Volltext: How do states without defence forces defend themselves?

One such state that highlights the security challenges of post-colonial sovereignty is the Pacific 
state of Tuvalu. Tuvalu is a small nation of just 10,000 people spread across nine small atolls in 
the South Pacific?*. It has a land area of just 26 square kilometres (just 16% the size of 
Liechtenstein) spread across an Exclusive Economic Zone of 900,000 square kilometers of 
Ocean®®. Tuvaluans are a Polynesian people with cultural and linguistic similarities to Tongans, 
Samoans, Hawaiians and Maori. The islands shared traditions and culture but were not united 
politically, instead each island had its own council of elders or Falekaupule®’. While explorers, 
whalers, traders and missionaries all interacted with the islands of Tuvalu from as early as the 
1500s it was not until 1892 that Britain formally asserted colonial possession of the islands by 
making it a Protectorate of the British Empire under the name of the Ellice Islands within the 
colonial construct of the British Western pacific Territories. From 1916, the ethnically 
Polynesian Ellice Islands were joined with the ethnically Micronesian Gilbert Islands to become 
the Crown Colony of the Gilbert and Ellice Islands®®. 
The Gilbert and Ellice Islands attracted little interest until the Second World War when the 
Japanese invaded the Gilberts. The Ellice Islands became a major allied air and sea base and 
were used for the recapture of the Gilberts, in particular the Makin and Tarawa campaigns. The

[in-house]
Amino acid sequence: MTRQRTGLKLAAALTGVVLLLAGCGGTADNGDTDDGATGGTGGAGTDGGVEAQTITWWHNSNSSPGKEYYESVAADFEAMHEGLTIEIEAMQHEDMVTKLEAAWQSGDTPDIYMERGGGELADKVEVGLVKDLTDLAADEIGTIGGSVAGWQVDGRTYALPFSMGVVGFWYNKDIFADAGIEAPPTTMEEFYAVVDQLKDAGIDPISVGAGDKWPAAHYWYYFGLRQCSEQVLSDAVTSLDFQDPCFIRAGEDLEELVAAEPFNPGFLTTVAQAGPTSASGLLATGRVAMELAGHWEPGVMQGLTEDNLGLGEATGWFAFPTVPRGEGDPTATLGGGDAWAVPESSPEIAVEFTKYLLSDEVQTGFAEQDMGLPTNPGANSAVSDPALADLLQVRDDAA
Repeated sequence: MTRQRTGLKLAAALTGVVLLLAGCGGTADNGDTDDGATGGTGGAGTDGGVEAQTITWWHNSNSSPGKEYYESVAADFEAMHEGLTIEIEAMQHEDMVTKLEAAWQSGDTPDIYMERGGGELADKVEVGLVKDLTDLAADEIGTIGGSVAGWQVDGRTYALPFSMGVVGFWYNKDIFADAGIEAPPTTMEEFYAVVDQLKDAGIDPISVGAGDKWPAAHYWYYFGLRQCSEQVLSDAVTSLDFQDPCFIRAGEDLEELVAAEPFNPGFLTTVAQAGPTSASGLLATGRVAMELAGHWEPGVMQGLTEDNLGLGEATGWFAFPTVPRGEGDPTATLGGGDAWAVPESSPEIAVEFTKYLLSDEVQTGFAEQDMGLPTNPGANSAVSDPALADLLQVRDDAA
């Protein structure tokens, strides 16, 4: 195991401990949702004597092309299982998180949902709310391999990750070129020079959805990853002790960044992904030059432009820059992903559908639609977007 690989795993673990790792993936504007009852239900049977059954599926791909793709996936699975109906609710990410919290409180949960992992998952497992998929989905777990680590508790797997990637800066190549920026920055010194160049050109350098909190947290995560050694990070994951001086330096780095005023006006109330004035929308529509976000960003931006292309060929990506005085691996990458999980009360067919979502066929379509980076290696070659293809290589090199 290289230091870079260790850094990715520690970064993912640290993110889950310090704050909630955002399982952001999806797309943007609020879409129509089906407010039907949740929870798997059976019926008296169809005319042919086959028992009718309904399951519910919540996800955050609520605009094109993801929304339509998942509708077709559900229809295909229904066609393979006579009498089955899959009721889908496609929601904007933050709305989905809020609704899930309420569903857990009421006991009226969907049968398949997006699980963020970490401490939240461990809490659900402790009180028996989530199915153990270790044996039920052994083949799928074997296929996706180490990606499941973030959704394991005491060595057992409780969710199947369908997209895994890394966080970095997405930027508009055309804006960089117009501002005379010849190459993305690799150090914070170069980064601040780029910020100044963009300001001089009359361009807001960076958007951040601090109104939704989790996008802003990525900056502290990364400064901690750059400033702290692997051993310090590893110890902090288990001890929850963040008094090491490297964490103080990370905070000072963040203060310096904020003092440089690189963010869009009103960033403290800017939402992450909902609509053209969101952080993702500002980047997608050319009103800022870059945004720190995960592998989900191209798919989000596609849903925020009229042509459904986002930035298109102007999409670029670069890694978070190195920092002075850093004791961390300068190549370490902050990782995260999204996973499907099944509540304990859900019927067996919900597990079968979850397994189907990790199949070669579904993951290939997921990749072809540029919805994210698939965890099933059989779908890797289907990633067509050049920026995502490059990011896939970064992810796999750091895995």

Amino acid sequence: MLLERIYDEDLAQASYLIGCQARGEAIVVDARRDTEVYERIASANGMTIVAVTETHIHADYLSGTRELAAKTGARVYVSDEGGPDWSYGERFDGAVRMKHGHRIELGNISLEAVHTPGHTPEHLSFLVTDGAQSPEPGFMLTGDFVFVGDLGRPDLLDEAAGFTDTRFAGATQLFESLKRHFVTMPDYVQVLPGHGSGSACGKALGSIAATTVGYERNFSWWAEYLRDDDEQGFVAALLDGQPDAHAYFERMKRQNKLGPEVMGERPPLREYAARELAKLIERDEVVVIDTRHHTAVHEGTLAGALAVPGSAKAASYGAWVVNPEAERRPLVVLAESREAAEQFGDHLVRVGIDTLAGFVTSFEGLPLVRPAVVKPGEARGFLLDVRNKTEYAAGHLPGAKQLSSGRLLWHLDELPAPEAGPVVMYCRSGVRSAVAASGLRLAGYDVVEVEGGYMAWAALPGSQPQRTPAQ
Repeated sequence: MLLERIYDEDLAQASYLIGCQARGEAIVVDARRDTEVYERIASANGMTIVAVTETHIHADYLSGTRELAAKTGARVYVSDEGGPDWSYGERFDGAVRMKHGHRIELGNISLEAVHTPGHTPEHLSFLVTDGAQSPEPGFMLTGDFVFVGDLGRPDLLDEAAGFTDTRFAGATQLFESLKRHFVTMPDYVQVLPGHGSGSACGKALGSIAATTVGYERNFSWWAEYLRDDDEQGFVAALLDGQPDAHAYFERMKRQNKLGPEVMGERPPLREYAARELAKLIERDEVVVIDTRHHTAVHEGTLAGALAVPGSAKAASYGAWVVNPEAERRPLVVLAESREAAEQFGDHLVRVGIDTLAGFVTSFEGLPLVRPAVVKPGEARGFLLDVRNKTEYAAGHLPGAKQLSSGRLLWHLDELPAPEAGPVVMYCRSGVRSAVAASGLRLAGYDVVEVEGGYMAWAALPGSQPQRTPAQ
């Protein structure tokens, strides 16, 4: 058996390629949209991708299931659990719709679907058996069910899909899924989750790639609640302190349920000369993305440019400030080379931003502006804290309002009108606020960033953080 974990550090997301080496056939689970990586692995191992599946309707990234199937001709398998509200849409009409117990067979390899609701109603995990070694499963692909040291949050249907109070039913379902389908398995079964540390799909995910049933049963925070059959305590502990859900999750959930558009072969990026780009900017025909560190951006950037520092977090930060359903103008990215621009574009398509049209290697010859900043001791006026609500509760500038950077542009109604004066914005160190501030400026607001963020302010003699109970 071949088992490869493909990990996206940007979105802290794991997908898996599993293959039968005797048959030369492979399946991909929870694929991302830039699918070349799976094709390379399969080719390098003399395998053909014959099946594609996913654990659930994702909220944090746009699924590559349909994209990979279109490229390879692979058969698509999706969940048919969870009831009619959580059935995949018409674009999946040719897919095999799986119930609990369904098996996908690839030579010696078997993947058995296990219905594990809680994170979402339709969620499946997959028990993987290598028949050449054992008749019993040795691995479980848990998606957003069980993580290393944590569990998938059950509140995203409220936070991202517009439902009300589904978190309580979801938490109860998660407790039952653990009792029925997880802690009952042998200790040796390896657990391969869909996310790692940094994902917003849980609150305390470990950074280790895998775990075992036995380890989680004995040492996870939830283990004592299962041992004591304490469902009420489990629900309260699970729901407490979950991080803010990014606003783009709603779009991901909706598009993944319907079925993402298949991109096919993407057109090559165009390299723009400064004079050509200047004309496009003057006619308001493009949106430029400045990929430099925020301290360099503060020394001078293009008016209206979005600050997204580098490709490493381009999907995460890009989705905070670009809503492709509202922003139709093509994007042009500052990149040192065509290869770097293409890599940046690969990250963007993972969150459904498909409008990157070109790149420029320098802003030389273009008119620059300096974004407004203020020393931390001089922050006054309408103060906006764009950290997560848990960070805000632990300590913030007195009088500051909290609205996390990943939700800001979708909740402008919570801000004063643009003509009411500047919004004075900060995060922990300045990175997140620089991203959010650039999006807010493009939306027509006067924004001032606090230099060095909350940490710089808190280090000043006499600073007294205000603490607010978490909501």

Ellice Islands themselves were never invaded. The war opened the Ellice Islands to the world 
and left a legacy of infrastructure in the form of an airfield and port but also considerable 
environmental damage from this construction. 
The Gilbert and Ellice Islands resumed their status as a quiet backwater of the Brirish Empire 
after the war, but as the United Nations decolonization movement gathered pace and Britain 
looked to divest itself of responsibilities to the East of Suez, discussion turned to self- 
government and eventual independence for the Gilbert and Ellice Islands. The Tuvaluan 
speaking, Polynesian, and less numerous Ellice Islanders did not welcome the prospect of 
being in independent union with the far more numerous, Gilbertese speaking, Micronesian 
Gilbert Islanders and so after a referendum in 1974 it was agreed to establish two self- 
governing territories. In 1978 the Ellice Islands became Tuvalu, retaining Queen Elizabeth || as 
Head of State®. The Gilbert Islands became Kiribati in 1979 as a Parliamentary Republic under 
°° Central Intelligence Agency, 877-879. 
36 Tuvalu EEZ Data http://www.seaaroundus.org/data/#/eez . 
*" Talakatoa O'Brien, Genesis, in Hugh Laracy (ed.) Tuvalu: A History, (Suva: University of the 
South Pacific Press), 1983, 13-18. 
*? Noatea P. Teo, Colonial Rule, in Ibid, 127-129. 
9$? Tuvalu's Commonwealth Status.http://thecommonwealth.org/our-member- 


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